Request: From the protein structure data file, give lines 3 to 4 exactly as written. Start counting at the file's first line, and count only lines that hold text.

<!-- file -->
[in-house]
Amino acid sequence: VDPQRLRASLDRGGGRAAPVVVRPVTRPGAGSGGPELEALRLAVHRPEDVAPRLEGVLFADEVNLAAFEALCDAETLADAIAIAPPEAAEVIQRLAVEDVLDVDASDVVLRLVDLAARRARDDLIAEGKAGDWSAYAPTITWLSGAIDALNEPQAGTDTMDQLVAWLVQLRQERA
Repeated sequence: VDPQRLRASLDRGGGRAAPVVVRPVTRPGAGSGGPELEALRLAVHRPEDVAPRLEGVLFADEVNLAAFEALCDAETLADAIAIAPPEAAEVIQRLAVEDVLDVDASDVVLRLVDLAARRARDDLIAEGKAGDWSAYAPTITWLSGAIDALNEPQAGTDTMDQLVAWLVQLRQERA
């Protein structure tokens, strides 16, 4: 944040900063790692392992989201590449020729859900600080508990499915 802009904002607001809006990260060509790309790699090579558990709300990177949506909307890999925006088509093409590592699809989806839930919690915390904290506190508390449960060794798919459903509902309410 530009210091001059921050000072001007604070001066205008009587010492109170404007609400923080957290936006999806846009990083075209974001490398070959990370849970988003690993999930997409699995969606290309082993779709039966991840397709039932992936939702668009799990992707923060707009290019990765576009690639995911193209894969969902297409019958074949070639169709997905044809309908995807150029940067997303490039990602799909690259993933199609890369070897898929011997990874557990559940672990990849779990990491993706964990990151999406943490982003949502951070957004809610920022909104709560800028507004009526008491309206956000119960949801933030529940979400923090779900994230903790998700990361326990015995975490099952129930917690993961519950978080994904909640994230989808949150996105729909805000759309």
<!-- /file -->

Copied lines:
Repeated sequence: VDPQRLRASLDRGGGRAAPVVVRPVTRPGAGSGGPELEALRLAVHRPEDVAPRLEGVLFADEVNLAAFEALCDAETLADAIAIAPPEAAEVIQRLAVEDVLDVDASDVVLRLVDLAARRARDDLIAEGKAGDWSAYAPTITWLSGAIDALNEPQAGTDTMDQLVAWLVQLRQERA
């Protein structure tokens, strides 16, 4: 944040900063790692392992989201590449020729859900600080508990499915 802009904002607001809006990260060509790309790699090579558990709300990177949506909307890999925006088509093409590592699809989806839930919690915390904290506190508390449960060794798919459903509902309410 530009210091001059921050000072001007604070001066205008009587010492109170404007609400923080957290936006999806846009990083075209974001490398070959990370849970988003690993999930997409699995969606290309082993779709039966991840397709039932992936939702668009799990992707923060707009290019990765576009690639995911193209894969969902297409019958074949070639169709997905044809309908995807150029940067997303490039990602799909690259993933199609890369070897898929011997990874557990559940672990990849779990990491993706964990990151999406943490982003949502951070957004809610920022909104709560800028507004009526008491309206956000119960949801933030529940979400923090779900994230903790998700990361326990015995975490099952129930917690993961519950978080994904909640994230989808949150996105729909805000759309």